I wrote the intro and got an artist friend of mine named Fernando Granea to illustrate the intro. I think he did a hell of a job, and I hope you like it!



New blog? Check.

Writer to fill it in with entries and hopefully entertain, rivet and thrill...umm. Check. I think.

Horrible title for first entry? Definite check!

Welcome to my new blog. I've been meaning to get this sucker rolling since I brought the Kagagi site live, but time..she's been a very difficult lady to get ahold of lately. I'll talk more about everything that's been going on the past few later. For now, this is like our first date, as it were. I want to make a good first impression, if at all possible. And you know, if the title didn't completely ruin that possibility.

If youre new to the site and to my stuff, my name is Jay Odjick. I write and I draw and sometimes I do both of those things on the same project. Such is the case with the project that bears the title of this site, Kagagi. Kagagi is Algonquin for raven - I wrote, drew and self published a comic series called The Raven a few years back and brought the concept and character back in a Motion Comic DVD and 80 page OGN shipping in May, I believe, thru Arcana Comics.

I wont get us too bogged down in the details of the project itself - if you want to see some of the video, you can at our Main page here, and that says it better than I could here with words. The production itself was produced and animated by my friend Jason Brennan's production company Nish Media.  See, I'm from an Algonquin reservation named Kitigan Zibi. My co-writer on the project, Patrick Tenascon is as well, as is Jason.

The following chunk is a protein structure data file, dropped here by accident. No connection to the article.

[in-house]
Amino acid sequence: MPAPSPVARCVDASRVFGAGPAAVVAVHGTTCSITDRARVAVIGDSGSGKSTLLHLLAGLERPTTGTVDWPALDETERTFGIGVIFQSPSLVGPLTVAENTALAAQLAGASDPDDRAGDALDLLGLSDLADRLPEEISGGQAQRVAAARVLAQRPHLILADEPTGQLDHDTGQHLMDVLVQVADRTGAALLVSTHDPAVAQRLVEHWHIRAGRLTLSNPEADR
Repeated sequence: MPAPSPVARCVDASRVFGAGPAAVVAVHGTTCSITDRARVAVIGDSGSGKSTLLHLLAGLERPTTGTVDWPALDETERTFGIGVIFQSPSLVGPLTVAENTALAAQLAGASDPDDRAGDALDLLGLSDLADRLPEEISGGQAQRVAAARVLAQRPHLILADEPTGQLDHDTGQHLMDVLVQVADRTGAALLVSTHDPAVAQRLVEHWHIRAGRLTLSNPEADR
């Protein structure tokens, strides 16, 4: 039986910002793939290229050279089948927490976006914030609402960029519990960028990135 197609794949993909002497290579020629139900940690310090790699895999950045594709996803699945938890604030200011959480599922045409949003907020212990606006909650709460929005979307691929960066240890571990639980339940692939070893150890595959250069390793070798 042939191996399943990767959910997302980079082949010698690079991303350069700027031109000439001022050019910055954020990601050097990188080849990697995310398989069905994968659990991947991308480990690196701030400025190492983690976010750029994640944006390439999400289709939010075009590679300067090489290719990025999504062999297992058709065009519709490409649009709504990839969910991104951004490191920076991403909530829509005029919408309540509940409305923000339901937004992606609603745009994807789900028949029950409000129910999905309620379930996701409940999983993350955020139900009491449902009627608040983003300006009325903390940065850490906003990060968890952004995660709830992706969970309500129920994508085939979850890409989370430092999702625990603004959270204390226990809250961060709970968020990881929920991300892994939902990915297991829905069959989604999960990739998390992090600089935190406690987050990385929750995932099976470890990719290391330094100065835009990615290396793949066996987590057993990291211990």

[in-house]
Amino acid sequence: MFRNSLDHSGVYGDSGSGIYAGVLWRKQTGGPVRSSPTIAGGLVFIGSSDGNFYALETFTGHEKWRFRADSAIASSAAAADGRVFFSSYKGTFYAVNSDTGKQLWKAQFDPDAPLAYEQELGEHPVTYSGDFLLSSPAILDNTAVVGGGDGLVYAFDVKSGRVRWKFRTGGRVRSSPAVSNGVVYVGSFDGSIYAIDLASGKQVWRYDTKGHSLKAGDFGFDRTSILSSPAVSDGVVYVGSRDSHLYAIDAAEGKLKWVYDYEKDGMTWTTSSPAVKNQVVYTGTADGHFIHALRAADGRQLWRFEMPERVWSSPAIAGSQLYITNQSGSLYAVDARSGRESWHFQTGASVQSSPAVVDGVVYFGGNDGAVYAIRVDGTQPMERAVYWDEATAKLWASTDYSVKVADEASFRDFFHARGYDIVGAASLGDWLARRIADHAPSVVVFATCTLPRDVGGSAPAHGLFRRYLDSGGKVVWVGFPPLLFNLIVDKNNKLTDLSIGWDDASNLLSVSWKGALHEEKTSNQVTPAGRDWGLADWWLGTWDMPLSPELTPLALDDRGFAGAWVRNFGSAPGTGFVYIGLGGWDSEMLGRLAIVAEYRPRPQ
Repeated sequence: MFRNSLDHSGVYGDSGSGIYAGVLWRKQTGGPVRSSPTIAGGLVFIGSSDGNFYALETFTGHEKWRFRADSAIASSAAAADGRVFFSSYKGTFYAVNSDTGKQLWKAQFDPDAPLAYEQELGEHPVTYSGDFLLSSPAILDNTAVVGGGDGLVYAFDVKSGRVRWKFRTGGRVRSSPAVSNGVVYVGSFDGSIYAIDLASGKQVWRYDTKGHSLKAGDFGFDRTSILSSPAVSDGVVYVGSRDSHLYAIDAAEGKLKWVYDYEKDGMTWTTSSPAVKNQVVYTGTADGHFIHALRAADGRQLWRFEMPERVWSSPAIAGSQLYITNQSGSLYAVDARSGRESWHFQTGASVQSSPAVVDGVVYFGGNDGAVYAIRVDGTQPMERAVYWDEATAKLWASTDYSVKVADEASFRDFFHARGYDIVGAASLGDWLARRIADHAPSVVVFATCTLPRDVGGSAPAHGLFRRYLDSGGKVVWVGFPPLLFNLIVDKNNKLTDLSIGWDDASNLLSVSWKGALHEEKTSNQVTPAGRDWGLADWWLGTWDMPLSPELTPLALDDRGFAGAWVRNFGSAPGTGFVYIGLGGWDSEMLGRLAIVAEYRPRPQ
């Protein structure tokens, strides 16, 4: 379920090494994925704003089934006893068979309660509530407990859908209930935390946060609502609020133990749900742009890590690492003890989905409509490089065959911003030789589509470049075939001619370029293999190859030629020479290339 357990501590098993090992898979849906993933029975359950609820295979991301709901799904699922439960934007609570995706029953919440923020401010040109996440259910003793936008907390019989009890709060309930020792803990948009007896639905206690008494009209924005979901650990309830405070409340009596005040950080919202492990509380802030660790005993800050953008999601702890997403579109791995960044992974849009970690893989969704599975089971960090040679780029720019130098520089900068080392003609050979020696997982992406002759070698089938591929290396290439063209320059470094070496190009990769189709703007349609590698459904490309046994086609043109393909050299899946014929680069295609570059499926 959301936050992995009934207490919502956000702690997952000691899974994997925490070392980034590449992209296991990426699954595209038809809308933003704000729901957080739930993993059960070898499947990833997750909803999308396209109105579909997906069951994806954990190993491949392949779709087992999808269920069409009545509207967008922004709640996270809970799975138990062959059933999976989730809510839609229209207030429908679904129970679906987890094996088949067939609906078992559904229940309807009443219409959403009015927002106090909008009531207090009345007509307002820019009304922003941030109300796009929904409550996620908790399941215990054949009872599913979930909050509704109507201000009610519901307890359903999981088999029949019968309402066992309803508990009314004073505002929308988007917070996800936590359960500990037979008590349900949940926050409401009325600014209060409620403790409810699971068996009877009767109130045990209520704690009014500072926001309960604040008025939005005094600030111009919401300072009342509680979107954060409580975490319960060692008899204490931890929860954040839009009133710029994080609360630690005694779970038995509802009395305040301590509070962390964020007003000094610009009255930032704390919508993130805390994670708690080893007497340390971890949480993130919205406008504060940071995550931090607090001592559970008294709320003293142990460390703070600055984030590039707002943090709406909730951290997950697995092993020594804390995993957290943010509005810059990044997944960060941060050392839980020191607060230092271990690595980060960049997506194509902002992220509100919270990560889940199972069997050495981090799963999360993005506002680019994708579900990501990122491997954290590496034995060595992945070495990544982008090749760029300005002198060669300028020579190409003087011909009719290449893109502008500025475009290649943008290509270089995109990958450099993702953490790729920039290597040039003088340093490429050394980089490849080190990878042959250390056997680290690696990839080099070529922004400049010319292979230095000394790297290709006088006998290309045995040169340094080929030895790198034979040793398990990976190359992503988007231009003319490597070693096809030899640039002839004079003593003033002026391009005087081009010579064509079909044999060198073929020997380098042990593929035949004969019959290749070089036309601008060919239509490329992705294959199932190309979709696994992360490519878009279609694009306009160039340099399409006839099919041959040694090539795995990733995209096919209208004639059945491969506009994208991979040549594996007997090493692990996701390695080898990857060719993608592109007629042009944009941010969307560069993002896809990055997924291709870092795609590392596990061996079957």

Part of why KAGAGI: The Ravenm means so much to me, is because of the individuals who put work into it. Overall, thats a lot of people - Elise Cote, our lead animator did TREMENDOUS work, as did everyone else, from our sound technician, the help I brought in with visuals, including the immensely talented Fernando Granea, our voice actors, and everyone else.

But I had this dream of getting as many creative people from K.Z together as possible - not out of nepotism, but because I wanted to try to do just a little bit to show how talented and awesome people from my community can be. To that effect, a musician and close friend named Lance Cote - Tenasco wrote the theme and I think did a beautiful and incredible job capturing the feel of the work. For the voice of the lead character, I had an idea of something I wanted to try that maybe seemed strange to some, but I think paid off very well.